Save Our Straws

CW: Death

In recent years, an increasing number of businesses have stopped using single-use plastic straws. According to the Seattle Times, the trend began in 2018, when Seattle became the first major U.S. city to prohibit the use of plastic straws and utensils in restaurants and at other businesses. Over 200 retailers joined the “Strawless In Seattle” campaign to decrease plastic waste in the name of environmental health.

Other cities quickly followed suit. By 2019, the ban had reached Washington, D.C., where businesses complied with the limit to avoid city fines, according to NBC. Restaurants followed suit, notably coffee chain Starbucks, which met its target of eliminating plastic straws globally by 2020. By promising to eliminate plastic straws from its franchises in the United Kingdom and Ireland, McDonald’s joined the conversation in 2018. The fast-food chain’s U.S. locations may be catching up. In some states, McDonald’s is introducing lids without a place for a straw.

However, banning plastic straws and other single use plastics is problematic for many people. This includes people who live with disabilities such as Muscular Dystrophy, and Cerebral Palsy.

Daniel Gilbert lives in Kentucky. He began carrying straws with him several years ago. Gilbert has Duchenne Muscular Dystrophy, and needs straws to be able to drink his morning coffee. He once forgot straws while he was out with friends at a bar, and the only option available was plastic coffee stirrers.

Duchenne muscular dystrophy is a severe, progressive muscle-wasting disease resulting in movement difficulties and, often, a need for a ventilator and premature death. Mutations in DMD (encoding dystrophin) cause the disease by preventing the generation of dystrophin in muscle. Without dystrophin, muscles are more vulnerable to damage, leading to cardiomyopathy as well as a progressive loss of muscle tissue and function.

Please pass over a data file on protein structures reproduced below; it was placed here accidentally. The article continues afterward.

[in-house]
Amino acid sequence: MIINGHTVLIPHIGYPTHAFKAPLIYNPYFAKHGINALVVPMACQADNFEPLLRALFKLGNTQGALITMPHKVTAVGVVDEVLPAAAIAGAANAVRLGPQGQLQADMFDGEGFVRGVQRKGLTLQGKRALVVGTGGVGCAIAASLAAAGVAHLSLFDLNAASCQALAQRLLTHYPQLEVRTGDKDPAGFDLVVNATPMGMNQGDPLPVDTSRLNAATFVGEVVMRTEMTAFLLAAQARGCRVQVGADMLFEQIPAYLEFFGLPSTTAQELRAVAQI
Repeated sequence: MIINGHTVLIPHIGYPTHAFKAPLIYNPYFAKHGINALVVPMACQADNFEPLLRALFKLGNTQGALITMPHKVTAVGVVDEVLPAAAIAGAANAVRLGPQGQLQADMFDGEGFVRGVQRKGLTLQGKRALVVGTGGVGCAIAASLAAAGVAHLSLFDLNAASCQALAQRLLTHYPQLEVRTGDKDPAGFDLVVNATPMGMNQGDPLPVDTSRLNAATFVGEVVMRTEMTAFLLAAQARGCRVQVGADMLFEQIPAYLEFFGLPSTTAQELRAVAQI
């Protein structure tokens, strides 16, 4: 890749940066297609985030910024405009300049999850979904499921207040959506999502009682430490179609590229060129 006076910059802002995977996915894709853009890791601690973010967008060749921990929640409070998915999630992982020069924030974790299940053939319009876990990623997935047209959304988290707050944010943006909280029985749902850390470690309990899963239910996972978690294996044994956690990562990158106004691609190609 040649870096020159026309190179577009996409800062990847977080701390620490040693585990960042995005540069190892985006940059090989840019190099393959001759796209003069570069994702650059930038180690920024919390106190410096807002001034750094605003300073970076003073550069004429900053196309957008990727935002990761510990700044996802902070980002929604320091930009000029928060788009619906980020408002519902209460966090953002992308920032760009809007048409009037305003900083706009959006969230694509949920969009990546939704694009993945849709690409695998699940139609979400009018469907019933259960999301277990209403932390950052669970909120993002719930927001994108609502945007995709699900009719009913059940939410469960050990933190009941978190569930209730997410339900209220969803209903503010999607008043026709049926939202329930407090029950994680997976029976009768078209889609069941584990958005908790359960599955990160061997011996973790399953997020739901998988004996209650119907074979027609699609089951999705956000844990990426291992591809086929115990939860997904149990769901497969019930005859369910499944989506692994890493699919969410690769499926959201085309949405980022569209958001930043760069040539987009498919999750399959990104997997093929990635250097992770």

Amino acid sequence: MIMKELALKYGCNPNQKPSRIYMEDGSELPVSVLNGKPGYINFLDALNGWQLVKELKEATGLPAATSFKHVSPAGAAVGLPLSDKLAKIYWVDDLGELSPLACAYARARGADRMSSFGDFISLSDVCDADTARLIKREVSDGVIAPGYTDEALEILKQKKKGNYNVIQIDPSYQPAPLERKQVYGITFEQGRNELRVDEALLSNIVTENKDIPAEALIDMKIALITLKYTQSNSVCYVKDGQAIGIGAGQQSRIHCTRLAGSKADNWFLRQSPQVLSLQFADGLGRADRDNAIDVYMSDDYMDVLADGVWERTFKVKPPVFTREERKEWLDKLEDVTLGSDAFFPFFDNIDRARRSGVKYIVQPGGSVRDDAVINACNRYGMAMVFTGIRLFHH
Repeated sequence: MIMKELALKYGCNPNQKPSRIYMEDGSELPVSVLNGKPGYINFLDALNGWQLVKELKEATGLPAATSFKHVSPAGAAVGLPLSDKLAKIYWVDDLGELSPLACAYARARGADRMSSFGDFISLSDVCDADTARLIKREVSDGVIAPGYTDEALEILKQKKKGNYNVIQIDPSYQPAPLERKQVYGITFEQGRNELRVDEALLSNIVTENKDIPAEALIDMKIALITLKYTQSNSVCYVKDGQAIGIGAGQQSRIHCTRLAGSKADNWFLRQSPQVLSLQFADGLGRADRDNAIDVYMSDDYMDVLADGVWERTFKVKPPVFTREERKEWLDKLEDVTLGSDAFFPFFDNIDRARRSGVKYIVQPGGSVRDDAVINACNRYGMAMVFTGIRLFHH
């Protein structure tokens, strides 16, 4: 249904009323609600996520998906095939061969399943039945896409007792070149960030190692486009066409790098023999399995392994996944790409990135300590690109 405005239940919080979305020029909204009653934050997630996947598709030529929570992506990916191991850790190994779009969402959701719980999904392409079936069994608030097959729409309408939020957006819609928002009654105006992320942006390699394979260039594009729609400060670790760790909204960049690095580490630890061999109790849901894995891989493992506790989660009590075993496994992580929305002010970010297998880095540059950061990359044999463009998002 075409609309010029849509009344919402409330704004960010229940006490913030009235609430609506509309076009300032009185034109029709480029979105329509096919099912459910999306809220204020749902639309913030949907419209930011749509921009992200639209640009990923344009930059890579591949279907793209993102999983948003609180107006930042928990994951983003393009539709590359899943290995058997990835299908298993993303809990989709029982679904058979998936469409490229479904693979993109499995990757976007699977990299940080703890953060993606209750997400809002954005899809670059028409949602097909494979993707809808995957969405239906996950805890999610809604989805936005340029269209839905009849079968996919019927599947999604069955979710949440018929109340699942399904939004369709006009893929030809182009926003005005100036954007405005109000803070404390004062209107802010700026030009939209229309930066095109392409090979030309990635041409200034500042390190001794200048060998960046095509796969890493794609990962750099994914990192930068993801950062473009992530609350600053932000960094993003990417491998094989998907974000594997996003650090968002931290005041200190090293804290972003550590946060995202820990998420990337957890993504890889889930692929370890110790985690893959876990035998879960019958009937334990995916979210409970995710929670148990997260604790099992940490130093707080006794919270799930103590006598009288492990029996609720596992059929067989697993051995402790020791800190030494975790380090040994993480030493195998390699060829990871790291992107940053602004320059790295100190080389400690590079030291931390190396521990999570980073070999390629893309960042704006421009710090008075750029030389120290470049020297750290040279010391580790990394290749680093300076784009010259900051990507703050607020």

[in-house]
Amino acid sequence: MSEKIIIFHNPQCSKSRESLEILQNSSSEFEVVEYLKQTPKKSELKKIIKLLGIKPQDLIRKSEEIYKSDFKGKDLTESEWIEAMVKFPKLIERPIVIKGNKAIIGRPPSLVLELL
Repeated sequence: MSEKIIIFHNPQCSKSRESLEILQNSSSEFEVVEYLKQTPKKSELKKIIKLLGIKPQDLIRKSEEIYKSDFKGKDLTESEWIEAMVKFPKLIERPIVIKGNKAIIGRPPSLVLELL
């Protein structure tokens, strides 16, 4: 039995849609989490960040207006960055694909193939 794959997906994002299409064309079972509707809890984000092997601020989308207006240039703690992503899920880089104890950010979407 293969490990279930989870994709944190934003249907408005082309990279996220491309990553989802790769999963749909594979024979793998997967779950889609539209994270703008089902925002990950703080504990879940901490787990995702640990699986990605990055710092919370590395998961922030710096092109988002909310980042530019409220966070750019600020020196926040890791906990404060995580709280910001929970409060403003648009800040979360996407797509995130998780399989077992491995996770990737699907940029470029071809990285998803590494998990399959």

I am one of the millions of disabled people who rely on plastic straws. Plastic straws are the only way I am able to drink at a restaurant independently. Otherwise, I have to rely on someone to help me with a glass or bottle that is full.

Cerebral Palsy affects my fine motor skills. I can’t lift a large glass without spilling it. Sometimes, I have spilled my drinks in front of my friends and family.

Alternative materials such as paper often don’t work. If someone is drinking coffee, tea, or hot chocolate, paper straws can melt. Metal straws can cause serious injuries or even death.

Elena Struthers-Gardner, was a disabled woman from England. She fell and sustained a fatal traumatic brain injury. The injury occurred when a 10-inch metal straw entered her eye in 2019.

We can all work together to make the world more sustainable. However, we should try to understand that people have specific needs that call for different solutions. Disabled people should still have access to the tools they need.


Archie, Ayana, and Dalila-Johari Paul. “Why Banning Plastic Straws Upsets People with Disabilities.” CNN, 12 July 2018,

Beament, Emily. “McDonald’s to Ban All Plastic Straws in Its UK Restaurants.” The Independent, 15 June 2018,

Duan, Dongsheng, et al. ‘Duchenne Muscular Dystrophy’. Nature Reviews Disease Primers, vol. 7, no. 1, Feb. 2021, p. 13, https://doi.org10.1038/s41572-021-00248-3.

Goodwin, Jazmin. “Starbucks Has Officially Abandoned Straws in Favor of Sippy Cup Lids … Well, Mostly.” CNN, 10 Sept. 2020,

Luna, Nancy. “McDonald’s Is Testing Strawless Lids in the US after Uproar over Paper Straws in UK.” Business Insider, 27 Jan. 2023,

Mahdawi, Arwa. “Starbucks Is Banning Straws – but Is It Really a Big Win for the Environment?” The Guardian, 23 July 2018,

Seagraves, Mark. “1 Year in, Most DC Business Complying with Plastic Straw Ban.” NBC4 Washington, 1 Jan. 2020,

Vigdor, Neil. “Fatal Accident with Metal Straw Highlights a Risk.” The New York Times, 11 July 2019,

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